The app versions are intended to promote extensive reading and provide ‘a rich self-study experience’. In line with those comments, there is a refreshing lack of comprehension activities and language work. I often feel such ‘extras’ only serve to interrupt the reading process and it’s good to just let our students read in a normal manner every so often (a point also raised in my recent review of World Adventure Kids). The only activity to come with each app is a quiz based on the vocabulary in the story. Through the settings, the reader has the option to choose the correct definition for a given word or the correct word for a given definition, which is a nice touch. One small criticism I would make of the quiz feature is that if you choose incorrectly from one of the four options, you have no chance to try again and choose from one of the remaining three answers. A second chance would provide a good opportunity for the reader to think a little deeper and learn from their mistake.

photo1
A sample quiz question

There is also a glossary available on the main screen which provides an alphabetical list of selected words from the story with accompanying definitions. This is a nice touch but I couldn’t help but feel it could have been more extensive and interactive. The list in each book is a little on the limited side with only about 60-70 words in the Stage 1 and 2 titles. Also, the reader has to exit the story and come back to the main screen to access the glossary. If there was some way to have certain words ‘highlighted’ in the text itself with an option to click on them and see explanations, it would make the glossary feature more interactive without disrupting the flow of the story too much.

Correction: After initially publishing this review, I was contacted by a representative from OUP who pointed out that the glossary is actually interactive!! The words in the text are highlighted in a different colour and tapping on them reveals a definition of the word. How did I miss that? Well, in order to not distract the reader too much, a deep red (close to black) colour was used. The problem for me was that I am colour blind and find it difficult to distinguish between dark shades of red and blue and black. To my eyes, the whole text was black!! However, other people I have since shown the app to assure me they can see the glossary words in a different colour. Sorry about that! It is something to be aware of if you plan to use these titles though.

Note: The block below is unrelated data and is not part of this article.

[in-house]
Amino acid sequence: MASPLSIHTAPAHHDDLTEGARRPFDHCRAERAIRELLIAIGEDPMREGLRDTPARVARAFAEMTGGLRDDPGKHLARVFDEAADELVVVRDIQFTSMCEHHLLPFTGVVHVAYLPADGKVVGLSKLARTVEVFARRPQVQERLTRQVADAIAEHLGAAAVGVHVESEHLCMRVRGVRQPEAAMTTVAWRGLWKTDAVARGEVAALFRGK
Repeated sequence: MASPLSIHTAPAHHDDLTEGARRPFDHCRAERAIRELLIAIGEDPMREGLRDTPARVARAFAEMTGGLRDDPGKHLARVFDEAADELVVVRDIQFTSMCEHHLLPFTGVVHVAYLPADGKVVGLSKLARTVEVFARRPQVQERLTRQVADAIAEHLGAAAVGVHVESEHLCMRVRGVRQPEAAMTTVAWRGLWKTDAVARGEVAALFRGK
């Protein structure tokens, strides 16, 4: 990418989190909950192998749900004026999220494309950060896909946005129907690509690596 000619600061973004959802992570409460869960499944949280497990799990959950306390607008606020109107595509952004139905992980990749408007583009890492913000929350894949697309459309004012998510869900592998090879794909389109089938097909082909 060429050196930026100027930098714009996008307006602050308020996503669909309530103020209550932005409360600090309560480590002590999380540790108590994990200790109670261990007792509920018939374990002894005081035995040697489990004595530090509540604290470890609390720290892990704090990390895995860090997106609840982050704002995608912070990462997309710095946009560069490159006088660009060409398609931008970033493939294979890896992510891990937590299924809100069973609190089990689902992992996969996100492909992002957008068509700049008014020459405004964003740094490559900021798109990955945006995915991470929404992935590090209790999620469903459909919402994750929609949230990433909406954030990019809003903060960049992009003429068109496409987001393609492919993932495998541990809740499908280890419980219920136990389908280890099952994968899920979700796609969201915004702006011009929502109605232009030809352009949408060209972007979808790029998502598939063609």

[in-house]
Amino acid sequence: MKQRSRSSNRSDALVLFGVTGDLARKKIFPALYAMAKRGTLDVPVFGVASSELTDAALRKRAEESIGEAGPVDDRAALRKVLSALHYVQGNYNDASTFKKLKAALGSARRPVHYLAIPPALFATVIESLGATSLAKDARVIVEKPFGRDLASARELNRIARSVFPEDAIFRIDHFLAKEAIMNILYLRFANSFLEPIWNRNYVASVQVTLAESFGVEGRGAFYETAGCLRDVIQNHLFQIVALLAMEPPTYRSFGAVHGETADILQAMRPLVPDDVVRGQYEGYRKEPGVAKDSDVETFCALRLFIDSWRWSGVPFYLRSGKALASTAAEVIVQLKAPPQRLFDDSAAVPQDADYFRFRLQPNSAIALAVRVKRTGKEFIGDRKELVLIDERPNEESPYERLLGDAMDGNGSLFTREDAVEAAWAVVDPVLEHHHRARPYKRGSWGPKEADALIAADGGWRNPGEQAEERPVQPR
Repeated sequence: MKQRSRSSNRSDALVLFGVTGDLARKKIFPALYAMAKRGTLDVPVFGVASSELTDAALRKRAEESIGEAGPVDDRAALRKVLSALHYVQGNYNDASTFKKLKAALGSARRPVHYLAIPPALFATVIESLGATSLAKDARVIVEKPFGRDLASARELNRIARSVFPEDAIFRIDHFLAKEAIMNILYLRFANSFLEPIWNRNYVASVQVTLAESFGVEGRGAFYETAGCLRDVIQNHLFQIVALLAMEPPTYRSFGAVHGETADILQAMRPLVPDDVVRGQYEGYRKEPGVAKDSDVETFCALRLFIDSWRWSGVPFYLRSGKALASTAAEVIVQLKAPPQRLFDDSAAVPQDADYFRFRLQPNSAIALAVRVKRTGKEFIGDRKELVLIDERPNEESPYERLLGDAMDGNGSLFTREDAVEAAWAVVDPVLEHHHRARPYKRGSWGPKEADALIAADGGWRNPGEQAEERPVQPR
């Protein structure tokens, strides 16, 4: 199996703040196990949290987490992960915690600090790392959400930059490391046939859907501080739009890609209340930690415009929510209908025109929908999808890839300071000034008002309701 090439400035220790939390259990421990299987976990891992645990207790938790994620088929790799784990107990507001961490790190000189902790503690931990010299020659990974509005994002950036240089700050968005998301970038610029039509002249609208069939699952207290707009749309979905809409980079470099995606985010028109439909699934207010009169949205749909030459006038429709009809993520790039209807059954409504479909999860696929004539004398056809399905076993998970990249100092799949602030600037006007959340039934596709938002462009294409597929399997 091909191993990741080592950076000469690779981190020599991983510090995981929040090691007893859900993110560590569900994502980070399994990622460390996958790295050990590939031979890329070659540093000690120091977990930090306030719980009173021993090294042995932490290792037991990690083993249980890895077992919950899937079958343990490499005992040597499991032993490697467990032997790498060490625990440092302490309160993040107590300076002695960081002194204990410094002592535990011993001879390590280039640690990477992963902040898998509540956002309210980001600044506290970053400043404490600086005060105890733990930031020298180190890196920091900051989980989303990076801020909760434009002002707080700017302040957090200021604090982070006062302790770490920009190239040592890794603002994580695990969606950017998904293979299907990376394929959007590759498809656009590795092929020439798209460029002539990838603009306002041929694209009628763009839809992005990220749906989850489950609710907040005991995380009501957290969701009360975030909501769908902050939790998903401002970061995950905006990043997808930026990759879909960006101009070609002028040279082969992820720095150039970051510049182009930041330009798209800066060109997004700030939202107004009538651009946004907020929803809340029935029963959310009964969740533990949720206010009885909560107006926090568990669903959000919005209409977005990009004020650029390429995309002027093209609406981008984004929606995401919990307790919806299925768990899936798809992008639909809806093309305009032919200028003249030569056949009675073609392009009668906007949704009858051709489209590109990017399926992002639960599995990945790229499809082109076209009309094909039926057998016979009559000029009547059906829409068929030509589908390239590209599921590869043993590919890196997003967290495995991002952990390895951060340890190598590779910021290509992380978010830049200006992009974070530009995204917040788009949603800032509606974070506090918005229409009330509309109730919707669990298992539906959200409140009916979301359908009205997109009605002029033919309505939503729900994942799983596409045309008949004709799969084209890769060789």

Despite some shortcomings with the accompanying audio and the glossary, I think the Oxford Bookworms series of story apps are worth a look for students (young teens, teens and adults) of a (pre-)intermediate level and upwards. The focus is very much on the stories themselves which are in turn engaging and well written for the levels they are aimed at. I would certainly recommend them to parents who approach me with the usual ‘what can we do at home to support our child’s learning?’ or ‘how can we encourage more reading?’ questions. Reading on the iPad will be a comfortable and enjoyable experience with the usual advantage of being able to carry several titles with you at any one time - a great way to encourage extensive reading in the digital age.

Check out the OUP app catalogue for the full range of titles and price details.

No comments:

Post a Comment

Thanks for commenting! Your comment will appear after Dave has approved it. :-)